First Maldives multi-party election due in 2008
COLOMBO, Mar 28 (Reuters) The Maldives said today it had extended until late 2008 a self-imposed deadline to implement widespread democratic reforms in the Indian Ocean island chain, when it will hold its first multi-party elections.
President Maumoon Abdul Gayoom, in power since 1978 and Asia's longest-serving ruler, vowed in 2004 to ease his grip on power and revamp the archipelago's political system in the face of harsh criticism of his government's human rights record.
The Maldives said in December it was unable to deliver on a pledge to implement reforms as promised by early 2006, accusing its main political opponents of seeking to stall the process.
Gayoom's promises to limit the term of the presidency, revise the constitution to appoint a prime minister, strengthen the judiciary and safeguard human rights are now due to be in place before presidential and multi-party parliamentary elections due between July-October 2008.
''All the reforms ... would be implemented by October 2008,'' Foreign Minister Ahmed Shaheed told Reuters by telephone from the Maldivian capital of Male, outlining a new reform agenda roadmap.
''What we are doing is inviting everyone to contribute to the process in really breaking with tradition and creating a modern, stable democracy,'' he added.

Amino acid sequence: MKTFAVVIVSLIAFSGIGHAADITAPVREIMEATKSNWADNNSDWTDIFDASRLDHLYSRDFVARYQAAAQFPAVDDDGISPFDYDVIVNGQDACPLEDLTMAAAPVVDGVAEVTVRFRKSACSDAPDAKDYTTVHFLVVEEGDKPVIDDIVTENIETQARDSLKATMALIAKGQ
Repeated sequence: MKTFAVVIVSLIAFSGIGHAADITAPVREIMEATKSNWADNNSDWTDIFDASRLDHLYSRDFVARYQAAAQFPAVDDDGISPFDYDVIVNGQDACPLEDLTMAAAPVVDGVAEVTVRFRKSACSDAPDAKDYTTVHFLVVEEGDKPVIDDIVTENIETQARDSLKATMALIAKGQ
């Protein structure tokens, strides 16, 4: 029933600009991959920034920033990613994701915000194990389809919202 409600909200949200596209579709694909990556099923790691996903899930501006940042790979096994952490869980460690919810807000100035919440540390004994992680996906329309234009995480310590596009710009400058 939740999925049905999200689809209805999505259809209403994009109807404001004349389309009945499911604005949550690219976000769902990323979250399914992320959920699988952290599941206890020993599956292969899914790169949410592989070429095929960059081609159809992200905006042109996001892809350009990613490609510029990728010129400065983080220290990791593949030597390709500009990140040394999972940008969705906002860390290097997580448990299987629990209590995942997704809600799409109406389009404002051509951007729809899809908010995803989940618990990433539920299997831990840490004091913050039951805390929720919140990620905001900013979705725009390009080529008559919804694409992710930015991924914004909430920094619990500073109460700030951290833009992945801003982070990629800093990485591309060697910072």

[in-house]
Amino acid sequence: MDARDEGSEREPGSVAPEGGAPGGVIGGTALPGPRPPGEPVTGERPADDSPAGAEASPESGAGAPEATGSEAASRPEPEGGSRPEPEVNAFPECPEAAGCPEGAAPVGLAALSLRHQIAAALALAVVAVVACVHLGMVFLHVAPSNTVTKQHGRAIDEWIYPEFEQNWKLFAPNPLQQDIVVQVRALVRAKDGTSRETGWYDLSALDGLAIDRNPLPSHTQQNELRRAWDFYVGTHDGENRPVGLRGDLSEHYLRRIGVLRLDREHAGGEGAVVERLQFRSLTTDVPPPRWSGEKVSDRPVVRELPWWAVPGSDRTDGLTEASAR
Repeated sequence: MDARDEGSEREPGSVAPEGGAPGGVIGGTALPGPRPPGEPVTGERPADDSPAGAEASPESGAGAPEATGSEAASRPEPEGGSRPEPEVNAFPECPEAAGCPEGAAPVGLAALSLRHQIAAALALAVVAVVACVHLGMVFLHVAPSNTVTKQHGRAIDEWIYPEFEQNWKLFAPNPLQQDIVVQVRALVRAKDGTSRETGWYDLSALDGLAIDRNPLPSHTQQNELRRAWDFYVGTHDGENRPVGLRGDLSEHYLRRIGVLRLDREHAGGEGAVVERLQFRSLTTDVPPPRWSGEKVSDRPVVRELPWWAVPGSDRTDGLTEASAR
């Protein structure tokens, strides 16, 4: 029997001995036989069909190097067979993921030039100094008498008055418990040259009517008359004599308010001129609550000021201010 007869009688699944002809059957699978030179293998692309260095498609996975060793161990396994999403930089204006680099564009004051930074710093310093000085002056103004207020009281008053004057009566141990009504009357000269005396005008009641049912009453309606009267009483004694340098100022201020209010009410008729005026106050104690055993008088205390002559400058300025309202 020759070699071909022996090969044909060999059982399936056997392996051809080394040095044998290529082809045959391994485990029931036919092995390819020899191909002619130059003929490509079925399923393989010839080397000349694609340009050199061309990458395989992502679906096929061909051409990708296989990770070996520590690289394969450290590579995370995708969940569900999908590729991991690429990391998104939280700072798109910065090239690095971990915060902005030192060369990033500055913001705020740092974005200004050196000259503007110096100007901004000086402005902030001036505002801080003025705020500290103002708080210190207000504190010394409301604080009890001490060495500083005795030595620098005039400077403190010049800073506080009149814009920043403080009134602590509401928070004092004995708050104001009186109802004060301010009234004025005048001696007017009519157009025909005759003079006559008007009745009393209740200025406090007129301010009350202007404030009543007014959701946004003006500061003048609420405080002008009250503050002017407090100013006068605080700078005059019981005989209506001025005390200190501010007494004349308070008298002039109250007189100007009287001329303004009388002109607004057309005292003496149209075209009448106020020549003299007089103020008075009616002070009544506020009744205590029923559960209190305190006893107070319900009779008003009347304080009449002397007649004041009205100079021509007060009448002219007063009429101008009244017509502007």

A new draft constitution for the mainly Sunni Muslim nation of 300,000 people, who inhabit the chain of 1,200 tiny island dotted 500 miles off the toe of India, will be ready by the end of May and ratified by mid-2007, Shaheed said.
In a rare show of unity, the Maldivian Democratic Party -- who accuse the government of jailing its leading members on trumped up terrorism charges -- embraced the new reform plan.
RARE UNITY ''I would welcome the roadmap because it is timebound and things are mapped out quite clearly,'' said MDP founder Mohamed Latheef, who lives in self-imposed exile in neighbouring Sri Lanka.
''On the face of it it looks good ... it contains dates and timeframes that we have been asking for,'' he added. ''My problem is that (Gayoom) has reneged in the past so often that I find it very difficult to believe that he is genuine.'' Latheef said his party had dropped its threat to bring the luxury tourism-dependent economy to a grinding halt through strikes and civil disobedience, and was willing to give the government a chance.
But the MDP also want Gayoom to step down early and hold elections as soon as the new constitution is ready -- which he refuses to do.
''The MDP is caught in a dilemma. On the one hand I think they do want to bring reform to the country but on the other hand they also want to evict the president, and I don't think the two are compatible,'' Shaheed said.
In June, the Maldives allowed the formation of political parties, which were effectively banned under the constitution until then. But Gayoom's critics accuse him of acting like an autocratic Sultan of old and of dragging his feet on multi-party elections.
''What is very alarming is that he's saying the elections will be in 2008. When the constitution is done, they should be held faster,'' said Latheef.
Gayoom's trusted aides continue to run the government -- and the lucrative tourist resorts which form the backbone of the island chain's 700 million dollars economy -- while half of the population lives on a dollar a day.
REUTERS DKS RK1640